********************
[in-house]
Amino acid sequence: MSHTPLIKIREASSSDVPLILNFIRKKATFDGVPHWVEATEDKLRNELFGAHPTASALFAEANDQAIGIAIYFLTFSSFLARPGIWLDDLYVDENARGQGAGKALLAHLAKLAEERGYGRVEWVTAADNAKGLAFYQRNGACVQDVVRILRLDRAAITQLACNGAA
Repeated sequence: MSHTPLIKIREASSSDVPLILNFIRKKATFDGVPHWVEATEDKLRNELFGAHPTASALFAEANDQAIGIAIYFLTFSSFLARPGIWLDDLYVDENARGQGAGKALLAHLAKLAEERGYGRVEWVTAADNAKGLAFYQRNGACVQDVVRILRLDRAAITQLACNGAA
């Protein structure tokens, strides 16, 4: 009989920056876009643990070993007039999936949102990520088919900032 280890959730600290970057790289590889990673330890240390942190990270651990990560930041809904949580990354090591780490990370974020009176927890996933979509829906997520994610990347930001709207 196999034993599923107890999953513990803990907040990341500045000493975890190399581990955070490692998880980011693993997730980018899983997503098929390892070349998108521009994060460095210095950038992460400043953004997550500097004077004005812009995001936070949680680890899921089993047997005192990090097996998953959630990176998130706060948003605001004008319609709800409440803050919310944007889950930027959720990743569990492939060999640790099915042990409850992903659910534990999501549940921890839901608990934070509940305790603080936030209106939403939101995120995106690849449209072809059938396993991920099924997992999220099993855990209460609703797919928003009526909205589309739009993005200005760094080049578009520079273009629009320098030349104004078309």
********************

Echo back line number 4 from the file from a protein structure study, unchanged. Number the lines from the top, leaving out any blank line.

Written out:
């Protein structure tokens, strides 16, 4: 009989920056876009643990070993007039999936949102990520088919900032 280890959730600290970057790289590889990673330890240390942190990270651990990560930041809904949580990354090591780490990370974020009176927890996933979509829906997520994610990347930001709207 196999034993599923107890999953513990803990907040990341500045000493975890190399581990955070490692998880980011693993997730980018899983997503098929390892070349998108521009994060460095210095950038992460400043953004997550500097004077004005812009995001936070949680680890899921089993047997005192990090097996998953959630990176998130706060948003605001004008319609709800409440803050919310944007889950930027959720990743569990492939060999640790099915042990409850992903659910534990999501549940921890839901608990934070509940305790603080936030209106939403939101995120995106690849449209072809059938396993991920099924997992999220099993855990209460609703797919928003009526909205589309739009993005200005760094080049578009520079273009629009320098030349104004078309």